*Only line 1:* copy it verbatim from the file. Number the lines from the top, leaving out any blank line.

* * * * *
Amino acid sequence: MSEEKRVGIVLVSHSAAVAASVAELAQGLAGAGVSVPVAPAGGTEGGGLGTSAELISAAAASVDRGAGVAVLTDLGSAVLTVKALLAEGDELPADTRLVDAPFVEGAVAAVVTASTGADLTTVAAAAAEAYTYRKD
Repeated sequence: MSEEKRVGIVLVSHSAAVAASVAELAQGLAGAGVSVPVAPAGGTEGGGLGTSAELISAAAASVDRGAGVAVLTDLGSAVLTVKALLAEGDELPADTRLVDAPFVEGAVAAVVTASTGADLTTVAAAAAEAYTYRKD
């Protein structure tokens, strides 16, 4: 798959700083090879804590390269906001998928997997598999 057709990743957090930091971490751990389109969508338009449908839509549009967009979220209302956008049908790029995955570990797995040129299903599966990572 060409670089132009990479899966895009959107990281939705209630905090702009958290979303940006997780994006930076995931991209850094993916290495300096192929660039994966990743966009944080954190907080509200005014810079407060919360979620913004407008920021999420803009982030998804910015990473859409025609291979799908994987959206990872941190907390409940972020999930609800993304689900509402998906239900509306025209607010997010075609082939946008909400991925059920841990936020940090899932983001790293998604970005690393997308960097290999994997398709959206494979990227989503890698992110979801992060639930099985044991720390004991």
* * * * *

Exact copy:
Amino acid sequence: MSEEKRVGIVLVSHSAAVAASVAELAQGLAGAGVSVPVAPAGGTEGGGLGTSAELISAAAASVDRGAGVAVLTDLGSAVLTVKALLAEGDELPADTRLVDAPFVEGAVAAVVTASTGADLTTVAAAAAEAYTYRKD